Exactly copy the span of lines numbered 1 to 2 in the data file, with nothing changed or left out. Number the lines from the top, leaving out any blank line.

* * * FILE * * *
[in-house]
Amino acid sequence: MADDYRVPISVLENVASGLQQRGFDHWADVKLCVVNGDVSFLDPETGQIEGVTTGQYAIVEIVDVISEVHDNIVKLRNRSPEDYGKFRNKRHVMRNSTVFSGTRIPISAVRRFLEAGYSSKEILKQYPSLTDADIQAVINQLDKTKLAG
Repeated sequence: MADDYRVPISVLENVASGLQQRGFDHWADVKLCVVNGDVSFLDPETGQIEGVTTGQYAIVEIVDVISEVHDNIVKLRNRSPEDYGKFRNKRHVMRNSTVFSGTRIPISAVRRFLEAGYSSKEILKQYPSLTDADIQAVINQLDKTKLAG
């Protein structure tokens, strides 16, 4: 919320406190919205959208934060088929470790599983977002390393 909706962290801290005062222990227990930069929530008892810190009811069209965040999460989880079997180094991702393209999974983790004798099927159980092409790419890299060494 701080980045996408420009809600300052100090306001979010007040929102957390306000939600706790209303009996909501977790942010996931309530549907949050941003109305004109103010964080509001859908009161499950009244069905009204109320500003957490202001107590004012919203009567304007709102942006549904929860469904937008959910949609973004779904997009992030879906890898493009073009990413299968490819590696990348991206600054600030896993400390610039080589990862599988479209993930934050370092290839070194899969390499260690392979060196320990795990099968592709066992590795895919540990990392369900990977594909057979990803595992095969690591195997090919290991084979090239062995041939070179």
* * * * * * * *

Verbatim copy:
[in-house]
Amino acid sequence: MADDYRVPISVLENVASGLQQRGFDHWADVKLCVVNGDVSFLDPETGQIEGVTTGQYAIVEIVDVISEVHDNIVKLRNRSPEDYGKFRNKRHVMRNSTVFSGTRIPISAVRRFLEAGYSSKEILKQYPSLTDADIQAVINQLDKTKLAG